The Oakland Athletics haven't had much reason to celebrate this season. They entered Tuesday with a 19-24 record that has them stationed in last place in the American League West. What positives the A's season has contained are limited to individuals: Matt Chapman continues to look like a perennial MVP candidate; Khris Davis is en route to another big season; and so on. Perhaps the most encouraging of these individual success stories belongs to right-handed pitcher Frankie Montas, who is slowly but surely solidifying himself as a legitimate starter.

Montas, 26, entered Tuesday having twirled 45 innings of 2.78 ERA ball across his first eight starts of the season. Add in last year's appearances, and he has a 121 ERA+ over his last 110 big-league innings. Montas has improved his strikeout-to-walk ratio this year, notching nearly four punch outs per free pass -- that's leaps and bounds better than last season's 2.05 mark.

One of the keys to Montas's improvement has been the implementation of a hard, diving splitter, a pitch he tinkered with during bullpen sessions last year at the request of pitching coach Scott Emerson. Montas has taken to using his splitter about 17 percent of the time, and that looks like a smart decision based on the results. The opposition has came up empty on nearly 40 percent of the swings they've taken against the pitch, the highest rate among Montas' offerings. When they do make contact, they're beating it into the ground. It's fair, then, to write that the splitter has given him another bat- and barrel-missing weapon in addition to his slider -- and that such a development could help him maintain his strikeout-rate gains.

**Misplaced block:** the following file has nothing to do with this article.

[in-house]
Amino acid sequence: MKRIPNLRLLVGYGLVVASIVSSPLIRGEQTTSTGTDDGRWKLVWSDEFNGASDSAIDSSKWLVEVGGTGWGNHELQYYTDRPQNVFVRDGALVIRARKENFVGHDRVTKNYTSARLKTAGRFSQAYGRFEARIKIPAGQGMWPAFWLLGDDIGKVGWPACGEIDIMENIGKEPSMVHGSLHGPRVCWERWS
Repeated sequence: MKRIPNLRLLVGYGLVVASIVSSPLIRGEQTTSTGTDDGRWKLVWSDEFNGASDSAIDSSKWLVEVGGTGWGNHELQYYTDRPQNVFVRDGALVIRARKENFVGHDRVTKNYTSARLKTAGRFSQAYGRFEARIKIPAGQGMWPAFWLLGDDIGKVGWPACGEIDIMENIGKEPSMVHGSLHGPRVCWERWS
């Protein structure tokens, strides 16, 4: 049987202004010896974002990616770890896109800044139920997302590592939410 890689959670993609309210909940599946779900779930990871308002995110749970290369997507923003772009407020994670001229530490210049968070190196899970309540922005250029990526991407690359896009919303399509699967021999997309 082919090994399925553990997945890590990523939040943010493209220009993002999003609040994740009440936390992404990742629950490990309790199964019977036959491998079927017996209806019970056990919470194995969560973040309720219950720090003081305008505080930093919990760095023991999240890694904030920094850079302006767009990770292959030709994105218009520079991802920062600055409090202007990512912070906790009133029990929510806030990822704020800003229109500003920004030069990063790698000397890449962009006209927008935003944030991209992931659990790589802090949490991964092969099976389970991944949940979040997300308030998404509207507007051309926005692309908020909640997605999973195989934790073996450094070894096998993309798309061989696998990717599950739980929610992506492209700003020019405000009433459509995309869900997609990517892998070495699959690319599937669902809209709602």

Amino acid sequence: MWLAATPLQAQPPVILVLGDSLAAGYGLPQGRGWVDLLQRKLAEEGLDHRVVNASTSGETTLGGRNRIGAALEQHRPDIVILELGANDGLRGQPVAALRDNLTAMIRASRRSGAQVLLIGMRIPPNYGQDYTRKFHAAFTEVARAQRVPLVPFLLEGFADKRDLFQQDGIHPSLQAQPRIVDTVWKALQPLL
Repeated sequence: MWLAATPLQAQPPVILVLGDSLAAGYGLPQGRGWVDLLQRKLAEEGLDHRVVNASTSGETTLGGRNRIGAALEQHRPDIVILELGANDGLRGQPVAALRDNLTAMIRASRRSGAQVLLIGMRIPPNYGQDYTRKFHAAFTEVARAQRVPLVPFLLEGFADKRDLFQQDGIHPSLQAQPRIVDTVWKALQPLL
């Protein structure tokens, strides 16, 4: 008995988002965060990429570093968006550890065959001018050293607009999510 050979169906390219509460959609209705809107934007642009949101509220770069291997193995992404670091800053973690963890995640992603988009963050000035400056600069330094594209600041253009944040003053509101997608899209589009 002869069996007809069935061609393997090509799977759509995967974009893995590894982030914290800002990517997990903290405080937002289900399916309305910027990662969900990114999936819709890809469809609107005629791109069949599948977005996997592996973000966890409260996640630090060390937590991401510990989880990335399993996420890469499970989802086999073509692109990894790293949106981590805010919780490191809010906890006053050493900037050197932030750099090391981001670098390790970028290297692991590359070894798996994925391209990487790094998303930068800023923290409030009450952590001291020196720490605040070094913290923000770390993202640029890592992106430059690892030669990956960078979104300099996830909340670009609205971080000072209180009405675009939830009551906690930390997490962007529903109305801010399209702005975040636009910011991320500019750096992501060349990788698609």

It's also fair to write that Montas is an odd bird compared to his peers. At a time when the sinker is dying across the league, he still deploys it as his primary pitch. If that isn't weird enough, consider that everything he throws goes hard. His average range of velocity starts tops out around 96.5 mph and extends all the way to … um, 86.4 mph. That's just 10 mph of separation across four pitches. Injured teammate Jharel Cotton, to cherry-pick an extreme example, gets more than 15 mph of separation between his fastball and his trademark slow-changeup and curveball.

There's always some consternation about pitchers -- especially starters -- whose entire arsenal falls within a tight velocity band for obvious reasons: Big-league hitters can hit just about any velocity given ample opportunity; hence why changing speeds is considered so valuable. Montas is but one data point, yet he's doing his best to put those concerns to bed.

Likewise, with every quality start by Montas -- and he's up to five in eight tries -- he's inching closer to being accepted as a mid-rotation arm. That's a win for Montas and for the A's, and should be celebrated as one -- even if the celebration comes during a largely disappointing spring.